Russia's support in organising two recent high-level political meetings with China in Moscow shows that the Kremlin still remains an important pole for the Indian foreign policy establishment. This relationship could help shape the free world's pushback against a rising new hegemon.
Recent developments, in the wake of two back-to-back meetings between India and China in Russia illustrates the steadfastness of the friendship between New Delhi and Moscow. It is also a shining example of India's evolving and effective foreign policy tactic and Moscow remains a major axis in this foreign policy matrix. As China rachets up military tensions along the disputed trans-Himalayan Indo-Chinese border it is Russian President Vladimir Putin who is playing a major role in trying to calm things down between the nuclear-armed Asian rivals. Keeping in mind New Delhi's well-known aversion to third-party interventions in its bilateral disputes with neighbours, the Russian role is significant and overt.
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Two meetings in the space of a few days between Indian Defence and Foreign Ministers Rajnath Singh and S. Jaishankar with their Chinese counterparts Wei Fenghe and Wang Yi, both in the Russian capital, were cases in point.
Obviously, Putin and his very able Foreign Minister Sergey Lavrov must have set up the first high level face-to-face meetings between the political leaderships in New Delhi and Beijing to break a military impasse. Putin remains a major player in India's foreign policy paradigm.
So, what is providing this fresh ballast to what Jaishankar and Lavrov described as a “special and privileged partnership”
The most important factor fuelling this bilateral relationship is, of course, India's dependence on Russian defence equipment, notwithstanding its recent multi-billion-dollar arms purchases from the US, France and Israel.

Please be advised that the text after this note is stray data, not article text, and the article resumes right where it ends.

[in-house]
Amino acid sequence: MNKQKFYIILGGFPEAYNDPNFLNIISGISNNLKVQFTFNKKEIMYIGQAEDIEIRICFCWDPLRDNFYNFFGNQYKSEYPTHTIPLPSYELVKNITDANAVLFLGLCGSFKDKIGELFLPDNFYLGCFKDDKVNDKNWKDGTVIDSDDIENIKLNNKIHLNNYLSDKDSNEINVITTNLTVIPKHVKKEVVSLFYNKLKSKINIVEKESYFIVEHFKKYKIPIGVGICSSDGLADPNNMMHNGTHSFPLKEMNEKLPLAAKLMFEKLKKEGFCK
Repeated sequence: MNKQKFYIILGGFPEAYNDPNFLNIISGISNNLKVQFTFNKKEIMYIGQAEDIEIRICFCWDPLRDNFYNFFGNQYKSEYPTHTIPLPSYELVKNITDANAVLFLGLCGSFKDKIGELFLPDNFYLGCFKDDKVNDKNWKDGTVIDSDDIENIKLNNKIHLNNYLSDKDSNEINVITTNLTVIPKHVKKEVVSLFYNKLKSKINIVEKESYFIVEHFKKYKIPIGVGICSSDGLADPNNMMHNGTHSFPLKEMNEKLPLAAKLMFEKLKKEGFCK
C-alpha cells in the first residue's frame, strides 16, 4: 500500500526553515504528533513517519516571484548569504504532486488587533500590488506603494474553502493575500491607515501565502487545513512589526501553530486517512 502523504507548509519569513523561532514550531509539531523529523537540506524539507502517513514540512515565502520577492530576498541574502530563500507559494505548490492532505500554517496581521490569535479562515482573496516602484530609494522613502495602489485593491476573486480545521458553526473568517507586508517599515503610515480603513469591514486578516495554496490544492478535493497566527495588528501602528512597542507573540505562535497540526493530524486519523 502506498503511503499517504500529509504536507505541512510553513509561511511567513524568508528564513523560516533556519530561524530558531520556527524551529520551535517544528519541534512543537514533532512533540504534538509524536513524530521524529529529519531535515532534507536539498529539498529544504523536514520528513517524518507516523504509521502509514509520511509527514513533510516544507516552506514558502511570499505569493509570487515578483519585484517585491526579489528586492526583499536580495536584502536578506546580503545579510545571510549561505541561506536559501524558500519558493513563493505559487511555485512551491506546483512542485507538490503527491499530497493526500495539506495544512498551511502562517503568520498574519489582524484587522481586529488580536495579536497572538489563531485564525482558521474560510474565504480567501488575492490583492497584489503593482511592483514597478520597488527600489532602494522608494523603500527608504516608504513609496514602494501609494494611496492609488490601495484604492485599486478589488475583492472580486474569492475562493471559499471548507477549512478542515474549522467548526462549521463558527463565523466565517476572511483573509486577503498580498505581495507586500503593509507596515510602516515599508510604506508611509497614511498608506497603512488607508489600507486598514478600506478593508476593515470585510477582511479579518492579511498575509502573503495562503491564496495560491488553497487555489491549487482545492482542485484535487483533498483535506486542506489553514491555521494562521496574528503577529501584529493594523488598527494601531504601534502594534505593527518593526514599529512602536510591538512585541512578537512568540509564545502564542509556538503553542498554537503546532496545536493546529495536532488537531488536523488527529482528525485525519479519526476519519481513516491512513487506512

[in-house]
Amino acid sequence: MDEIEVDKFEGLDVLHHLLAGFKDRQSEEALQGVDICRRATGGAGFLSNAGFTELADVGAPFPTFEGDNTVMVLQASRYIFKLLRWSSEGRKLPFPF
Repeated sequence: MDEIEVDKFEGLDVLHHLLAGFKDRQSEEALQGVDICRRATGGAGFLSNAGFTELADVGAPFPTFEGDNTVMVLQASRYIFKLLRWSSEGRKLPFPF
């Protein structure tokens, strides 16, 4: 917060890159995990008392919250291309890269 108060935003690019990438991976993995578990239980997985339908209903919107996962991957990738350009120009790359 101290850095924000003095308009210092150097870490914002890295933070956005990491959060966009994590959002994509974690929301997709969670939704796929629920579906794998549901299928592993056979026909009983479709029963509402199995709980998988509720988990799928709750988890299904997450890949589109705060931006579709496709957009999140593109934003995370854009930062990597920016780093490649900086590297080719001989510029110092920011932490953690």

Russia has continued the legacy of the erstwhile Soviet Union and provided steadfast support to India's defence and strategic requirements. In fact, India still depends on Russia for 58 per cent of its defence imports. Moscow has, at the risk of offending Beijing, agreed to sell 33 advanced fighter jets to India on a fast-track basis to shore up the Indian Air Force's warplane fleet.
Russia's Federal Service for Military and Technical cooperation (FSVTS) has revealed that India has placed orders for almost $15 billion worth of arms platforms from that country. This includes the $5-billion order for the S-400 air defence system.
Besides, there is also an order to supply the Indian Navy with Admiral Grigorovich-class (Project 1135.6P/M) guided-missile frigates and the deal to manufacture the top-of-the-line AK 203 assault rifle in India under the Make in India initiative.
Russia is the only country that would lease nuclear submarines, critical for India's defence, to this country. And recent reports in the India media that Russia has agreed to desist from supplying arms to Pakistan can only serve to endear Putin and his government to the Indian establishment.
That is the pull factor that is keeping India and Russia close.